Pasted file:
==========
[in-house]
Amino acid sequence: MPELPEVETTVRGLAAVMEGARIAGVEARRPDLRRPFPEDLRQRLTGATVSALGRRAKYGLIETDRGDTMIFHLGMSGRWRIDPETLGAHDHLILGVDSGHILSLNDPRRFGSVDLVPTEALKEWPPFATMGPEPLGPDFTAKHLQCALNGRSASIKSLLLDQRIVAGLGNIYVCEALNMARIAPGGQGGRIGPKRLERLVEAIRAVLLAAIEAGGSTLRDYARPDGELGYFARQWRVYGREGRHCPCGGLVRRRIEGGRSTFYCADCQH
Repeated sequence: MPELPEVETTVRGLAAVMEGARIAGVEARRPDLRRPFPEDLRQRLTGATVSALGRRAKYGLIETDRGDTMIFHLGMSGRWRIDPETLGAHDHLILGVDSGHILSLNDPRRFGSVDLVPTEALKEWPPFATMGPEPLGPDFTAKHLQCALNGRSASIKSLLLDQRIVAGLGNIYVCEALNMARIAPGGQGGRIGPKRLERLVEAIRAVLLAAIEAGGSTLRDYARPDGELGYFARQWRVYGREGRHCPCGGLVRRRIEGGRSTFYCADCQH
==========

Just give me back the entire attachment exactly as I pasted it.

[in-house]
Amino acid sequence: MPELPEVETTVRGLAAVMEGARIAGVEARRPDLRRPFPEDLRQRLTGATVSALGRRAKYGLIETDRGDTMIFHLGMSGRWRIDPETLGAHDHLILGVDSGHILSLNDPRRFGSVDLVPTEALKEWPPFATMGPEPLGPDFTAKHLQCALNGRSASIKSLLLDQRIVAGLGNIYVCEALNMARIAPGGQGGRIGPKRLERLVEAIRAVLLAAIEAGGSTLRDYARPDGELGYFARQWRVYGREGRHCPCGGLVRRRIEGGRSTFYCADCQH
Repeated sequence: MPELPEVETTVRGLAAVMEGARIAGVEARRPDLRRPFPEDLRQRLTGATVSALGRRAKYGLIETDRGDTMIFHLGMSGRWRIDPETLGAHDHLILGVDSGHILSLNDPRRFGSVDLVPTEALKEWPPFATMGPEPLGPDFTAKHLQCALNGRSASIKSLLLDQRIVAGLGNIYVCEALNMARIAPGGQGGRIGPKRLERLVEAIRAVLLAAIEAGGSTLRDYARPDGELGYFARQWRVYGREGRHCPCGGLVRRRIEGGRSTFYCADCQH